John Tory sent out a media release Wednesday announcing that he had a plan to create 70,000 jobs in Toronto. That was a bold promise, mostly because 70,000 is an oddly specific number and a hell of a lot of jobs.
So it had to be seen as disappointing Thursday when Tory stood in front of cameras at and announced that his plan amounted to little more than supporting an existing development strategy for the lands east of the Don River.
He didn’t even add anything new to the plan, which has been around since earlier this year and was previously backed by Karen Stintz, Olivia Chow, David Soknacki and probably every other person capable of reading words and thinking about things. Tory made no promise to contribute funds to the plan, nor did he commit to any kind of timeline. He just said he’d support the plan — including the hybrid solution for the Gardiner —, streamline some approvals and promote the area.
It was just the latest in a string of policy announcements from the Tory campaign that haven’t offered much substance. On Wednesday, a day after Olivia Chow unveiled her plan to address youth unemployment, Tory unveiled his plan, which included a promise to act as an “employment ambassador” for Toronto youth. On May 9, he pledged to turn Toronto into a “Music City” which again seemed mostly to piggyback on an existing plan. Meanwhile, his “One Toronto” jobs and economy plan is similarly vague — again with promises to streamline and modernize — and his famous Relief Line pledge still doesn’t have any funding attached to it.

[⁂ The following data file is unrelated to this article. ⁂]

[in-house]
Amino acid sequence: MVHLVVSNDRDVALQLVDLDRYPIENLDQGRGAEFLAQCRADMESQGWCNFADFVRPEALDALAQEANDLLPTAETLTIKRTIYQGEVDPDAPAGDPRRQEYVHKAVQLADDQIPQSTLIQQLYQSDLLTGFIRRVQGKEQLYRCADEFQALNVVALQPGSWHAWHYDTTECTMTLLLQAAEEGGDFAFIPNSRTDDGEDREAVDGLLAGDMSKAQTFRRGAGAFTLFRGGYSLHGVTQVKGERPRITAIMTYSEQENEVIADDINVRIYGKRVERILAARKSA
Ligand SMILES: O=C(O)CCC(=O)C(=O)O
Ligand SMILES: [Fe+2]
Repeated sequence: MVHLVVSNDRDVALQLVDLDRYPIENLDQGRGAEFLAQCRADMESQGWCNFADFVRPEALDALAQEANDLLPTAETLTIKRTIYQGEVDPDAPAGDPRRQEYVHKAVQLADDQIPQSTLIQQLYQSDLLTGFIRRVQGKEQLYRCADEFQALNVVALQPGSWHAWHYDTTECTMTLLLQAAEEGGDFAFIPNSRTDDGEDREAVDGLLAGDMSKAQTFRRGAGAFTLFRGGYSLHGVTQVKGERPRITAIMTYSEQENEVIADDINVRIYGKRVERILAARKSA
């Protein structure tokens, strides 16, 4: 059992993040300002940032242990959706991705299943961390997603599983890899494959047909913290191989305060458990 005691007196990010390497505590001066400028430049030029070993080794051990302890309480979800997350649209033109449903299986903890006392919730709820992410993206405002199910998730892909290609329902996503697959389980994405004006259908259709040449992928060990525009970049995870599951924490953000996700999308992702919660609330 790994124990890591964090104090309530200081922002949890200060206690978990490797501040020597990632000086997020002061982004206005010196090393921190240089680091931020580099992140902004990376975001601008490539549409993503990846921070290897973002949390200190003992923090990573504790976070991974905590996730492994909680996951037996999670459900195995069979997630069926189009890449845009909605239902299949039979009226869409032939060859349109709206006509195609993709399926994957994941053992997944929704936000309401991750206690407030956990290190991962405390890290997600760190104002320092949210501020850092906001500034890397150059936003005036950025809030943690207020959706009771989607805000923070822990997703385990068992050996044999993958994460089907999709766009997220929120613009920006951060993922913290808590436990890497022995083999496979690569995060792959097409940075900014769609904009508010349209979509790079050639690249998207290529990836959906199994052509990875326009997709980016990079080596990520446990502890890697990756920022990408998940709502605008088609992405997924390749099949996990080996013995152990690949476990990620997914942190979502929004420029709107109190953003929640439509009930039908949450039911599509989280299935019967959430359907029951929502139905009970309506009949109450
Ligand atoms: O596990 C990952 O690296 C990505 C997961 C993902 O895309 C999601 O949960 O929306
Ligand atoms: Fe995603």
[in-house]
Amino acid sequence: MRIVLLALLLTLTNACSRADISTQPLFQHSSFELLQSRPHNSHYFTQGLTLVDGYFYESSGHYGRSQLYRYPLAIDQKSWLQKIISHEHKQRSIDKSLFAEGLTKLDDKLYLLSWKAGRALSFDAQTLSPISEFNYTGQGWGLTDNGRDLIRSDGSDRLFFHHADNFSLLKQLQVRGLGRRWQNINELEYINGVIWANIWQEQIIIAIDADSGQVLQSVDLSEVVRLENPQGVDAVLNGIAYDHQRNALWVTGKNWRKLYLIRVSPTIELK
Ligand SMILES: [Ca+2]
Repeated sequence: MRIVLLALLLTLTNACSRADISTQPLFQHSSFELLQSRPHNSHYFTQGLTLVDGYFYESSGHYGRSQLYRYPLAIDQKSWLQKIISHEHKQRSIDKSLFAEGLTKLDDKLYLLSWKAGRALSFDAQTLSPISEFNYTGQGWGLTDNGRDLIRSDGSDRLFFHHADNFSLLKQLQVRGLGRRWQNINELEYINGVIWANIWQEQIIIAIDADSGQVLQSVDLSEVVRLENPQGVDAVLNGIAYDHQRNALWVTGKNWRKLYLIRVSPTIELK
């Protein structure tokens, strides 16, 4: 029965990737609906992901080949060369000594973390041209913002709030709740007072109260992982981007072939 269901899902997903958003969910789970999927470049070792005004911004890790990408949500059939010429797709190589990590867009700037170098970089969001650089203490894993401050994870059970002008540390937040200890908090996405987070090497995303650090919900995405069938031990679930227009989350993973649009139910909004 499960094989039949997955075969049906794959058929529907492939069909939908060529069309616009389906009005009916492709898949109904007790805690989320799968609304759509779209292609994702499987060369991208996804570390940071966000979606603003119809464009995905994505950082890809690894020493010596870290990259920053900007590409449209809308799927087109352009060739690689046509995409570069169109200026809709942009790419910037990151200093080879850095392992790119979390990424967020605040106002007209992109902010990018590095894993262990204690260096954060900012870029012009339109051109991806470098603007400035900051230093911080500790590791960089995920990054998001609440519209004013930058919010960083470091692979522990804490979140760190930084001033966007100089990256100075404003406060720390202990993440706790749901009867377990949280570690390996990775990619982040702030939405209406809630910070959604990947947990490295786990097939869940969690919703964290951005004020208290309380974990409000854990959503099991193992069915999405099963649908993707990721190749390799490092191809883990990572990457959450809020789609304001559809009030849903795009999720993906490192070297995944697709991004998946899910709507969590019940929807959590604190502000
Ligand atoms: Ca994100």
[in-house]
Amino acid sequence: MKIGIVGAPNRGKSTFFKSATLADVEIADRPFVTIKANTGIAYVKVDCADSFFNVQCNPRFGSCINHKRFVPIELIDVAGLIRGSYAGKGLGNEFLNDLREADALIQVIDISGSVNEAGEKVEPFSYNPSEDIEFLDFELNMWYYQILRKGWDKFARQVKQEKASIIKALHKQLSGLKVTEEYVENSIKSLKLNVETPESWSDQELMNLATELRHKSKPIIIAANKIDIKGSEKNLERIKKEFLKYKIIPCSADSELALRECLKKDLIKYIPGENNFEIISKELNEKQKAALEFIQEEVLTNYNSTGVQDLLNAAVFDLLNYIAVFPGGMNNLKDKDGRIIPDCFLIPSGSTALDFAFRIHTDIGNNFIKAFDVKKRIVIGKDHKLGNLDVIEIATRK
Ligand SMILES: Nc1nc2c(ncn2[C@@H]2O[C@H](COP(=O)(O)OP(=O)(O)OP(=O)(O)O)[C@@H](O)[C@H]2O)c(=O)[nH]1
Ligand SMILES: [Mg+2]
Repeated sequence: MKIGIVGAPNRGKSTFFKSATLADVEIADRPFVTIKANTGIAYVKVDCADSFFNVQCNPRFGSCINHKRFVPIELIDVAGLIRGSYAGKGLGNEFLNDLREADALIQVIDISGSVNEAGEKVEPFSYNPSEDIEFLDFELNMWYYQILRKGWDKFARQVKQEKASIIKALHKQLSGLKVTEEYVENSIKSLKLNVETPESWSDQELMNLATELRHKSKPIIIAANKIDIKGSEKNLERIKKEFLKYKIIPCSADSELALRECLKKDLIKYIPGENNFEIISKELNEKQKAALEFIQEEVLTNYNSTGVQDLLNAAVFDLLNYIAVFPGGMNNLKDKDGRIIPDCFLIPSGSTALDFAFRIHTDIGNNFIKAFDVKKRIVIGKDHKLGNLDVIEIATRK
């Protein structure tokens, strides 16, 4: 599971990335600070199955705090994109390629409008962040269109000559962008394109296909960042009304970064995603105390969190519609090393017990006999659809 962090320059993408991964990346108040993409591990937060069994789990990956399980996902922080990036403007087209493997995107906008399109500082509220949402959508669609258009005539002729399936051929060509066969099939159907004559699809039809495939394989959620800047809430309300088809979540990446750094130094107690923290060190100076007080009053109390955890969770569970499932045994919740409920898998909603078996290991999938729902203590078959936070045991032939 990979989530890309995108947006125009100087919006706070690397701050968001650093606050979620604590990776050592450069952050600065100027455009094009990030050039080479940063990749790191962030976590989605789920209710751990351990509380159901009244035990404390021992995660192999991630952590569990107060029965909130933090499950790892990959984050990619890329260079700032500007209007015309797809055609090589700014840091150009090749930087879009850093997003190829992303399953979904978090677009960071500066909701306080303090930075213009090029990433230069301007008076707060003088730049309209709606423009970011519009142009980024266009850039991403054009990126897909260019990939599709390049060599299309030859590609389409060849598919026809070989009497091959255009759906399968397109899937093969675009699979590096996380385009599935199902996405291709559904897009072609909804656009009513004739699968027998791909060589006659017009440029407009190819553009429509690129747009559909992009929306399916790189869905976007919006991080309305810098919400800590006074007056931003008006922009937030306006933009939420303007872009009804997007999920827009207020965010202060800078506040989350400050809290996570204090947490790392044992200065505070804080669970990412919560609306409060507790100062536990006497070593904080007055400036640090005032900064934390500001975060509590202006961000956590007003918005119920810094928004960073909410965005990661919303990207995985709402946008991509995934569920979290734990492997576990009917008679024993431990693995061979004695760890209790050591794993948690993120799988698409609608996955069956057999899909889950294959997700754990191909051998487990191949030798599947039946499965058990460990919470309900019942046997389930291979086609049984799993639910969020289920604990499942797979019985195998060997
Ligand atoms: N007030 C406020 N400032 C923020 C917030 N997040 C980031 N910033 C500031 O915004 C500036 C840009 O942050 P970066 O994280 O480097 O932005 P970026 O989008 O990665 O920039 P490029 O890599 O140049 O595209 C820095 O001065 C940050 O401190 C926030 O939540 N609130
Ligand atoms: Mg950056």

Tory’s not the only candidate coming up light on details, of course. With the long campaign period, it’s natural that candidates want to space out their platform announcements so they keep their names in the headlines. But Tory is unique among leading candidates in that he continues to hold policy announcements even though he doesn’t really have any policy to announce.
As a result, four and a half months into the campaign, Tory seems to be running the campaign everyone worried he would: one marked by indecision and excess caution.
The political strategy is understandable. The theory is the electorate will regard Olivia Chow as an extremist on the left — the other side of the Rob Ford coin. Tory wants to sit right in the middle as a neutral option between two extremes, with the hope that when confronted with a selection of bold flavours, voters will opt for vanilla.
If you buy that logic, Tory is right to shy away from clear stances on important issues. His goal is to not alienate anyone — he needs to remain every voter’s second choice.
But could it work? Maybe if the campaign period was shorter, or there weren’t so many pressing issues facing the city, he could get away with it. But with a long slog until voting day and a ton of issues at the forefront, these kinds of non-policy policy announcements aren’t going to be enough. He’s just going to frustrate voters who are looking for candidates offering real ideas for Toronto.
In that light, Tory would do better to come up with some real ideas of his own.
This post was originally published at http://www.metronews.ca/views/toronto/ford-for-toronto-matt-elliott/2014/05/16/john-tory-campaign-still-merely-dabbling-in-substance.html on 2014-05-16T00:00:00.000Z